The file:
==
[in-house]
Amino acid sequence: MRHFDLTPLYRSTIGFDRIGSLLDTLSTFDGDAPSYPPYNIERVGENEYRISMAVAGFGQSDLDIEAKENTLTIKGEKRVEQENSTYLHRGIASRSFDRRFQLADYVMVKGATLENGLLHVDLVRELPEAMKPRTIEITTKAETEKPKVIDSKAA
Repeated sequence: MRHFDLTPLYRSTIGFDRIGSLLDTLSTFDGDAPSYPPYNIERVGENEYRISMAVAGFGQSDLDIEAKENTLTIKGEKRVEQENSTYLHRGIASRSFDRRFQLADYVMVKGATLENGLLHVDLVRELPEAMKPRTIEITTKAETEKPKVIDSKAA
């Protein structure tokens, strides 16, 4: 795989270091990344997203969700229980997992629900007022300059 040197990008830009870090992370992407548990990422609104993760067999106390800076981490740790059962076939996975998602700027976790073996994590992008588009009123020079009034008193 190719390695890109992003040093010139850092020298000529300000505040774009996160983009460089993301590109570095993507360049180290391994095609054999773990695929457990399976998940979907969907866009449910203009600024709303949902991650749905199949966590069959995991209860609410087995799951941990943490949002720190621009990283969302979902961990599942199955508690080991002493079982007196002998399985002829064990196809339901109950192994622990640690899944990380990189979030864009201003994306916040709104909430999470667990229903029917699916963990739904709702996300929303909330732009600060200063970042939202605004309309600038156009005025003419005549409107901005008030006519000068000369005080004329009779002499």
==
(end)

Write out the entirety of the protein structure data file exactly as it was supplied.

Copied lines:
[in-house]
Amino acid sequence: MRHFDLTPLYRSTIGFDRIGSLLDTLSTFDGDAPSYPPYNIERVGENEYRISMAVAGFGQSDLDIEAKENTLTIKGEKRVEQENSTYLHRGIASRSFDRRFQLADYVMVKGATLENGLLHVDLVRELPEAMKPRTIEITTKAETEKPKVIDSKAA
Repeated sequence: MRHFDLTPLYRSTIGFDRIGSLLDTLSTFDGDAPSYPPYNIERVGENEYRISMAVAGFGQSDLDIEAKENTLTIKGEKRVEQENSTYLHRGIASRSFDRRFQLADYVMVKGATLENGLLHVDLVRELPEAMKPRTIEITTKAETEKPKVIDSKAA
């Protein structure tokens, strides 16, 4: 795989270091990344997203969700229980997992629900007022300059 040197990008830009870090992370992407548990990422609104993760067999106390800076981490740790059962076939996975998602700027976790073996994590992008588009009123020079009034008193 190719390695890109992003040093010139850092020298000529300000505040774009996160983009460089993301590109570095993507360049180290391994095609054999773990695929457990399976998940979907969907866009449910203009600024709303949902991650749905199949966590069959995991209860609410087995799951941990943490949002720190621009990283969302979902961990599942199955508690080991002493079982007196002998399985002829064990196809339901109950192994622990640690899944990380990189979030864009201003994306916040709104909430999470667990229903029917699916963990739904709702996300929303909330732009600060200063970042939202605004309309600038156009005025003419005549409107901005008030006519000068000369005080004329009779002499």